Customer:

Her grades through the school year were adequate. She made honor roll mention. They have been involved for a year. We live in a small, rural community and everyone knows what is going on. There are 1200 people in our town.

Duddy :

Are you still there?

Customer:

I am slow at typing

Duddy :

Ok that's all right. I noticed that you display here as coming in and out the chat repeatedly, just wanted to make sure there wasn't a problem.

Duddy :

Did you say in your presenting question that this boy was 16 in grade 8?

Duddy :

Also, what sort of stealing is he on probation for?

Customer:

I am here and not going anywhere. Yes 16 and in grade 8 until he dropped out of school this spring/

Customer:

He stole from the local grocery store, petty theft.

Duddy :

How do you feel about the boy as a person? Have you met him and interacted with him personally? If so, what was your impression?

Duddy :

What kind of group does he hang out with?

Customer:

The local cops know him well by reputation. I spoke with them yesterday. I know him and my gut instinct does not like him. I asked him to stay away from my daughter as she was too young to date. He has a temper. Once he got in my face and yelled the f word at me at a school function because I did not let him talk to my daughter or me. I feel he has an anger problem and he does not respect any authority figures. He has few friends because most people think he is weird. He does hang out with other loner type guys.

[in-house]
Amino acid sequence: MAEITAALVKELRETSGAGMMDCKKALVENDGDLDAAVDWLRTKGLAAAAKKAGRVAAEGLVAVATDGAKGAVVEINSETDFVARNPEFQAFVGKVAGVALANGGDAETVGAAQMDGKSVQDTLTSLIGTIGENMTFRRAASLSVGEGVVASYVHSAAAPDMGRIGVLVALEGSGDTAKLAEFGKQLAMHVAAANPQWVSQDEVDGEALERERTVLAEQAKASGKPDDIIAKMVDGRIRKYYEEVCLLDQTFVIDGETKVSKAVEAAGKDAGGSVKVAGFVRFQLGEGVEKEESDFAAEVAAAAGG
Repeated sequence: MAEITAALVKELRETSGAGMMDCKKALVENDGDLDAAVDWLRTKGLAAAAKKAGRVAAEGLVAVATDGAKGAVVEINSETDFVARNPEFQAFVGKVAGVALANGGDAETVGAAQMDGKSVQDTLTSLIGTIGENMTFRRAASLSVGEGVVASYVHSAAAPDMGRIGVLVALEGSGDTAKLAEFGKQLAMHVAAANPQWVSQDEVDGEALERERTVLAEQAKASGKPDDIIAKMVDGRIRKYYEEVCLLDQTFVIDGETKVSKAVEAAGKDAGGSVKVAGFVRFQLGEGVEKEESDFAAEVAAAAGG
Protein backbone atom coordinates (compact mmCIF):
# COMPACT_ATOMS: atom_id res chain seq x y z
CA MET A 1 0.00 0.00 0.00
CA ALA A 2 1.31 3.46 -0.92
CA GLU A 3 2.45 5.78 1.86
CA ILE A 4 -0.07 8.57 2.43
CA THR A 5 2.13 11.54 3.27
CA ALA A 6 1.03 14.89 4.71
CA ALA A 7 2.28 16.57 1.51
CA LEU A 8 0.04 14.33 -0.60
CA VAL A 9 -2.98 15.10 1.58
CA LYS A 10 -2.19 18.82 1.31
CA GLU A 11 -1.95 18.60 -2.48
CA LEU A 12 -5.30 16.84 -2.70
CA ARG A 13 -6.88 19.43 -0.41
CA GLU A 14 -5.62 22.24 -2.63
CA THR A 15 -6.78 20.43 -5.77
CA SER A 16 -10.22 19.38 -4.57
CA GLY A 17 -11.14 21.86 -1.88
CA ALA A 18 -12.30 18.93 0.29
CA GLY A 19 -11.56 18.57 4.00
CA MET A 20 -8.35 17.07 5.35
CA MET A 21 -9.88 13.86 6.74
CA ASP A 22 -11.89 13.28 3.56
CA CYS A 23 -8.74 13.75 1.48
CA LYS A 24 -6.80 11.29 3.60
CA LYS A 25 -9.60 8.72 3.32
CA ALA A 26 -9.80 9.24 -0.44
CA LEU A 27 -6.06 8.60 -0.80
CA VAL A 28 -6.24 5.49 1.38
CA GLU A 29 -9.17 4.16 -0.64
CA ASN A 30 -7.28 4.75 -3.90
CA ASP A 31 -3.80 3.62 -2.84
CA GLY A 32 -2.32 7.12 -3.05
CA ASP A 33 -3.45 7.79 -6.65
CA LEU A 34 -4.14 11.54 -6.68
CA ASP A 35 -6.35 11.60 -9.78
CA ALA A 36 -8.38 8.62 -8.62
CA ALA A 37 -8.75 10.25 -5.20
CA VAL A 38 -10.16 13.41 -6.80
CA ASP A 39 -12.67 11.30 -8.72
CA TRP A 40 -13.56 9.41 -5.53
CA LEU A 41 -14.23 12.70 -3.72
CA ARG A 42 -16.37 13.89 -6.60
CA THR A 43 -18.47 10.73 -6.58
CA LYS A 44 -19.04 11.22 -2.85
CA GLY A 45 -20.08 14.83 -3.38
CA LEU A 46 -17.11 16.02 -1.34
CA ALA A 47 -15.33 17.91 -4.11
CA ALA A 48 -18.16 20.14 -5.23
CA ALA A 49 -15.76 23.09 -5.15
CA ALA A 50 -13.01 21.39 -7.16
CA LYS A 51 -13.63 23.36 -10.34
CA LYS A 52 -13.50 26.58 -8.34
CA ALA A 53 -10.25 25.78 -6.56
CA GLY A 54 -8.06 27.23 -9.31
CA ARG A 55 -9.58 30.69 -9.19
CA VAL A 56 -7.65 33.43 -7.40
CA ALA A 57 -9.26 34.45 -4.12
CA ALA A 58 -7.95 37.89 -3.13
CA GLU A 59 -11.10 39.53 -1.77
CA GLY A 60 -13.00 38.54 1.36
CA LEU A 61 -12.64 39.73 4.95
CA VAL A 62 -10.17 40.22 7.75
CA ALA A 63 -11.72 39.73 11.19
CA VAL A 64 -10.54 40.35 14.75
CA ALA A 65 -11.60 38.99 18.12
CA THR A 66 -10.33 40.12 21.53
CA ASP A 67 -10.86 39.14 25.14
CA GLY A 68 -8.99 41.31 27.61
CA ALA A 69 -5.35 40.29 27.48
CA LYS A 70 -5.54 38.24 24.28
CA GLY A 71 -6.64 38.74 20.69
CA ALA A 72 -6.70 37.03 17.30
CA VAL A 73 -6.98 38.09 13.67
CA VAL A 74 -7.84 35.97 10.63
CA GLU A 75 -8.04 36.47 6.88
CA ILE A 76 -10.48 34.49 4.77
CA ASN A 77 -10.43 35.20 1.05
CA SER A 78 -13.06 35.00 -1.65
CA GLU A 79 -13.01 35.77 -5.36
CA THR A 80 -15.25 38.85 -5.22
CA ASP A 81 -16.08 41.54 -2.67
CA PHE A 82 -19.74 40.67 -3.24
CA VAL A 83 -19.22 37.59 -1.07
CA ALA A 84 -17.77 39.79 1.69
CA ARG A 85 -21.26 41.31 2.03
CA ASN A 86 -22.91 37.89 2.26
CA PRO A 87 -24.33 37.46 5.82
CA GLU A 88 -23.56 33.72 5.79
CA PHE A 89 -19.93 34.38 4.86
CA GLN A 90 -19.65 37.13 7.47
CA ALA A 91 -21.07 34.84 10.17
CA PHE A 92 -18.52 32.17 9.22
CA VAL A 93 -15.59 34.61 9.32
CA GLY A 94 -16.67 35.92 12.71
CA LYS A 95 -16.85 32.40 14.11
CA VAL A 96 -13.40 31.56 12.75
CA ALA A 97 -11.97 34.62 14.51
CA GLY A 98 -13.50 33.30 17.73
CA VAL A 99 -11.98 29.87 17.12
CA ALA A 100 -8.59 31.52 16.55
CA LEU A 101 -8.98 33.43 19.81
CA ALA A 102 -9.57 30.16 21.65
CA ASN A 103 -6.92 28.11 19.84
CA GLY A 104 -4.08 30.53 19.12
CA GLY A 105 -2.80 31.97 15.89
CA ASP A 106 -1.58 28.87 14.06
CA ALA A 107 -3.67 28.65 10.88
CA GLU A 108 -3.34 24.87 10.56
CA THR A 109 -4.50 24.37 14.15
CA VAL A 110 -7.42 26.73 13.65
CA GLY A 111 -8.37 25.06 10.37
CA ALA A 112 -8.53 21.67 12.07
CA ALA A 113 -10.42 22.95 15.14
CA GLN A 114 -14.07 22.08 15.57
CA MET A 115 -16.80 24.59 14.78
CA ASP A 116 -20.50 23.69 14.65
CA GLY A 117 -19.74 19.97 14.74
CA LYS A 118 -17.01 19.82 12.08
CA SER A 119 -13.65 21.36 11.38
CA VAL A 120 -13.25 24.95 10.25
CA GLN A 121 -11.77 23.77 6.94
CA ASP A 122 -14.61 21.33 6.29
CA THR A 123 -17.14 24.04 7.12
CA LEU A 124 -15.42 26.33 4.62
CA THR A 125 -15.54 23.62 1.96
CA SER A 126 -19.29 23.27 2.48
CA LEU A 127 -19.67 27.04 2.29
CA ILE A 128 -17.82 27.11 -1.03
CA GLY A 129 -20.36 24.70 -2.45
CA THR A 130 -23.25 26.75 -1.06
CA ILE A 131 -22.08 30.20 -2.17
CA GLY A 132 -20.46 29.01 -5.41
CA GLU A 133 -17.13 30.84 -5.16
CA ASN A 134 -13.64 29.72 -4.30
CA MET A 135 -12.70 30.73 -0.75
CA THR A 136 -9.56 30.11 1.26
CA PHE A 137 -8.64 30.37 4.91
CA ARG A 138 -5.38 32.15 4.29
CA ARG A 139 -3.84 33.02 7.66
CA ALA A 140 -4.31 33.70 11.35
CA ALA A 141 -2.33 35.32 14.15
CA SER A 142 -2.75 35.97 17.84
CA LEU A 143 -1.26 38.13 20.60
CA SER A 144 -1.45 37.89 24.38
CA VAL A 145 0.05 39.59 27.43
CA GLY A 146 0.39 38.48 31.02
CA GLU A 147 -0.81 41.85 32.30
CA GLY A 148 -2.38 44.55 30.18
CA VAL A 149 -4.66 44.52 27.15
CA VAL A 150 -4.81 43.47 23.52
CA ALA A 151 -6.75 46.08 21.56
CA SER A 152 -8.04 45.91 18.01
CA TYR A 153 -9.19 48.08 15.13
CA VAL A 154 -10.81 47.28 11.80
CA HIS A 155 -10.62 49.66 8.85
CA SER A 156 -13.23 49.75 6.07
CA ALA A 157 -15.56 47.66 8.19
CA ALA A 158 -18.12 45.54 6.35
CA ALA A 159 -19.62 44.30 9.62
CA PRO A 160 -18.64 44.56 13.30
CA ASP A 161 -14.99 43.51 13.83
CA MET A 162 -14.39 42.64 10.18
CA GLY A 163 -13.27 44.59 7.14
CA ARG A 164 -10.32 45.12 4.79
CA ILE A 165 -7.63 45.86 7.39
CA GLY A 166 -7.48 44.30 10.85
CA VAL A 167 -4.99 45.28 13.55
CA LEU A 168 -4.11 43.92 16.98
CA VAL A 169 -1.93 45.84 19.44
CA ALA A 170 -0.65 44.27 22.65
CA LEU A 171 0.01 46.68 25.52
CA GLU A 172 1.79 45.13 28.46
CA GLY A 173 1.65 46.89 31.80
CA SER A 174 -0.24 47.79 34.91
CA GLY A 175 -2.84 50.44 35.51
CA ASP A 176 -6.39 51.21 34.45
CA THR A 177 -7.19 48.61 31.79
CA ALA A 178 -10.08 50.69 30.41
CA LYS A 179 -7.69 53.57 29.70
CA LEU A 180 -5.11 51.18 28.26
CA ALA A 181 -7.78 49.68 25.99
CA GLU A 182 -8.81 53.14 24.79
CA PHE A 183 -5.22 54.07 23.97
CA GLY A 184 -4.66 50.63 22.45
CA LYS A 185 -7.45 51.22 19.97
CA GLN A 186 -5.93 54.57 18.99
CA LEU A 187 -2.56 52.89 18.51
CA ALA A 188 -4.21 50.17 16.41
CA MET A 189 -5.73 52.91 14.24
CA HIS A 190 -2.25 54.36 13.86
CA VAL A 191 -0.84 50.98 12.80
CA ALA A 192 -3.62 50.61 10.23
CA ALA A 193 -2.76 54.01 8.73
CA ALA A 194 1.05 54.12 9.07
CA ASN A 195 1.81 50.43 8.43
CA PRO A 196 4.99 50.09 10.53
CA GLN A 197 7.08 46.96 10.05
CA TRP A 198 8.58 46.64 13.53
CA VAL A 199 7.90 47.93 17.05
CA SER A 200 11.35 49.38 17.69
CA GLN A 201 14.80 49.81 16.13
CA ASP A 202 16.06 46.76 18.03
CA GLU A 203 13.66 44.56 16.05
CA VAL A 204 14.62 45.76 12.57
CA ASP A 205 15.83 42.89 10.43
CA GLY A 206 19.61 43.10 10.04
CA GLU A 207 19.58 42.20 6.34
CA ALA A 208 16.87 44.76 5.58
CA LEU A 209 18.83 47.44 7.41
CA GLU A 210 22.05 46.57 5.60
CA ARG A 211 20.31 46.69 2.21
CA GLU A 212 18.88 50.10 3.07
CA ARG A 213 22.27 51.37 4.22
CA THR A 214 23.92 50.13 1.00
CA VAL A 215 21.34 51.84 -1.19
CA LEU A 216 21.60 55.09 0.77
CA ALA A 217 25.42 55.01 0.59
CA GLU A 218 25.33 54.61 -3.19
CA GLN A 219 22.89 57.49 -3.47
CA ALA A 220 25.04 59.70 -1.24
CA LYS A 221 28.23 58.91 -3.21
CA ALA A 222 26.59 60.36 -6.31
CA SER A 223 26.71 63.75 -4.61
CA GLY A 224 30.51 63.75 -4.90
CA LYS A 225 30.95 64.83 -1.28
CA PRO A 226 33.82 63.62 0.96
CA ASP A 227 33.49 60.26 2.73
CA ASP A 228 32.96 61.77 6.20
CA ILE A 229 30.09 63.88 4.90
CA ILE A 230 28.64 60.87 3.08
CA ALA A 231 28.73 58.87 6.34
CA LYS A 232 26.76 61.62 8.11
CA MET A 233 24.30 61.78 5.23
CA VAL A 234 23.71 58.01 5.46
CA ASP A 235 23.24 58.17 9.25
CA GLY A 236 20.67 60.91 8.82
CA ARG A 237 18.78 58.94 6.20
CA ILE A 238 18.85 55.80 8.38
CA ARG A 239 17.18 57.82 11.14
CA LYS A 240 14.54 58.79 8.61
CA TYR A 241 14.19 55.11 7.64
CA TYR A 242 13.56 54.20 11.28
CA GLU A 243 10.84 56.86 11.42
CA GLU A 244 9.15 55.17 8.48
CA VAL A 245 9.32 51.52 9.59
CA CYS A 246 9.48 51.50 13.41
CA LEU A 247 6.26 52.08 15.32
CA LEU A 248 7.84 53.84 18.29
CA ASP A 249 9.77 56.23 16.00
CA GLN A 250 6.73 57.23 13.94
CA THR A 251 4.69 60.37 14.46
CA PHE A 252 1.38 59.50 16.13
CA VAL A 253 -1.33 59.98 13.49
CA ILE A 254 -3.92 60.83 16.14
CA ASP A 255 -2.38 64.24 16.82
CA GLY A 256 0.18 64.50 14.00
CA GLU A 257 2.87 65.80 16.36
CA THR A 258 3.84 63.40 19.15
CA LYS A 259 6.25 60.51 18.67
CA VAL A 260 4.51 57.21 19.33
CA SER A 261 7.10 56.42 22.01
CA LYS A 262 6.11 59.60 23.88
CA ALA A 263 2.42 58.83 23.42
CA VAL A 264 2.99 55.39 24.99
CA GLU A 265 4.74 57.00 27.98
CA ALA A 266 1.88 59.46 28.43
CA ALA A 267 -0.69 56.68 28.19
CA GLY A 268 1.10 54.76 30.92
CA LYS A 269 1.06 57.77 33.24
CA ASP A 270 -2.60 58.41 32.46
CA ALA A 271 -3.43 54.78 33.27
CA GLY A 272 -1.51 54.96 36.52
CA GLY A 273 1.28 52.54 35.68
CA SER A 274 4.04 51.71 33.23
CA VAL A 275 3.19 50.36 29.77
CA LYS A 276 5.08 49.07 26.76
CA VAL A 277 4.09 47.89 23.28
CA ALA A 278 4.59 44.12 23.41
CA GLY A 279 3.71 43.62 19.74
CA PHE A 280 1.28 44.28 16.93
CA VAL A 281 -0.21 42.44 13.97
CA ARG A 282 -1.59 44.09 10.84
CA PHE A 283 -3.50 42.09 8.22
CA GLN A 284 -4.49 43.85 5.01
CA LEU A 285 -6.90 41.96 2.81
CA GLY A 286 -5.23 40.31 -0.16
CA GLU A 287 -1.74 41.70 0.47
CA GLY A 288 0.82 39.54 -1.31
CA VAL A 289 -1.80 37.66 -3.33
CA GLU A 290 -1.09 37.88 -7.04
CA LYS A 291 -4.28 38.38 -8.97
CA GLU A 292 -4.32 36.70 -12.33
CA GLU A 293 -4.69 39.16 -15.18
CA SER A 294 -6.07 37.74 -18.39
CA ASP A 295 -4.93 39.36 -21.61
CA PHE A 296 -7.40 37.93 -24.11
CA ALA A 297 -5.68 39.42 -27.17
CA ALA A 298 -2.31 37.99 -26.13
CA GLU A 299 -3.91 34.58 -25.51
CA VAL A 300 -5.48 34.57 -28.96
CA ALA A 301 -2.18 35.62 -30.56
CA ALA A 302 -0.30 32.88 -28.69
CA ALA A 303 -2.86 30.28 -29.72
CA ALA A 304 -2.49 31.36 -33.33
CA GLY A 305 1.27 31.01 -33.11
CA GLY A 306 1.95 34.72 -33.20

Duddy :

Well, based on what you've said it sound's like the boy has some problems, the criminal behavior, the lieing, the aggression. Just so you know I am conservative in my values. I don't think your daughter should be with this boy outside of adult supervision, let alone dating. A boy of the description you've mentioned needs treatment himself. The question is how can you get her to stop seeing him without puting her at risk of running away etc?